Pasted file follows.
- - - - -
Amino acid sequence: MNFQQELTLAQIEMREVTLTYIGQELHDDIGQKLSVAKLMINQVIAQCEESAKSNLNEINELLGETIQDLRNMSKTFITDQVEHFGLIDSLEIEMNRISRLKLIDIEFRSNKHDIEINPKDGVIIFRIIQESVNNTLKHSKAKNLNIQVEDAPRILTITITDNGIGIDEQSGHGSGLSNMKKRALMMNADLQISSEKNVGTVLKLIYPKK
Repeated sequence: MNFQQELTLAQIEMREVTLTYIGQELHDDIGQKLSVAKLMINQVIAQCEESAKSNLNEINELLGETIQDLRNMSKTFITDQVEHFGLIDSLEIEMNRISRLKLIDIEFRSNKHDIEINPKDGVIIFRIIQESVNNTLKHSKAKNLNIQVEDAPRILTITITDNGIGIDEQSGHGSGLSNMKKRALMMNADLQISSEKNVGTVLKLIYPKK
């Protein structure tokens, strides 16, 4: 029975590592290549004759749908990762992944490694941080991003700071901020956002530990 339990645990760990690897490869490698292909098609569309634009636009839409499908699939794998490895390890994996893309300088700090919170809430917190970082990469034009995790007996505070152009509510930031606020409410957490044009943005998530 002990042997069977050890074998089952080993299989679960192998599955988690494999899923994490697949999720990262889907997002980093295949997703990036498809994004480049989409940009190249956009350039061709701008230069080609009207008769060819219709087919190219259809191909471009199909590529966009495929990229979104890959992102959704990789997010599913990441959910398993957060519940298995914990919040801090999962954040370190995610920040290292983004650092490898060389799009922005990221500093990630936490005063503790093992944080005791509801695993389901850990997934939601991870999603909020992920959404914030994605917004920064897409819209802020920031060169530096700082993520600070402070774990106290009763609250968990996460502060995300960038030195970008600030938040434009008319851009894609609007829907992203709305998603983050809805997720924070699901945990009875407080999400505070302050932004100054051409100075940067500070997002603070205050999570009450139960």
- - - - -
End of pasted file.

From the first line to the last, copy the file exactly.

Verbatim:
Amino acid sequence: MNFQQELTLAQIEMREVTLTYIGQELHDDIGQKLSVAKLMINQVIAQCEESAKSNLNEINELLGETIQDLRNMSKTFITDQVEHFGLIDSLEIEMNRISRLKLIDIEFRSNKHDIEINPKDGVIIFRIIQESVNNTLKHSKAKNLNIQVEDAPRILTITITDNGIGIDEQSGHGSGLSNMKKRALMMNADLQISSEKNVGTVLKLIYPKK
Repeated sequence: MNFQQELTLAQIEMREVTLTYIGQELHDDIGQKLSVAKLMINQVIAQCEESAKSNLNEINELLGETIQDLRNMSKTFITDQVEHFGLIDSLEIEMNRISRLKLIDIEFRSNKHDIEINPKDGVIIFRIIQESVNNTLKHSKAKNLNIQVEDAPRILTITITDNGIGIDEQSGHGSGLSNMKKRALMMNADLQISSEKNVGTVLKLIYPKK
């Protein structure tokens, strides 16, 4: 029975590592290549004759749908990762992944490694941080991003700071901020956002530990 339990645990760990690897490869490698292909098609569309634009636009839409499908699939794998490895390890994996893309300088700090919170809430917190970082990469034009995790007996505070152009509510930031606020409410957490044009943005998530 002990042997069977050890074998089952080993299989679960192998599955988690494999899923994490697949999720990262889907997002980093295949997703990036498809994004480049989409940009190249956009350039061709701008230069080609009207008769060819219709087919190219259809191909471009199909590529966009495929990229979104890959992102959704990789997010599913990441959910398993957060519940298995914990919040801090999962954040370190995610920040290292983004650092490898060389799009922005990221500093990630936490005063503790093992944080005791509801695993389901850990997934939601991870999603909020992920959404914030994605917004920064897409819209802020920031060169530096700082993520600070402070774990106290009763609250968990996460502060995300960038030195970008600030938040434009008319851009894609609007829907992203709305998603983050809805997720924070699901945990009875407080999400505070302050932004100054051409100075940067500070997002603070205050999570009450139960």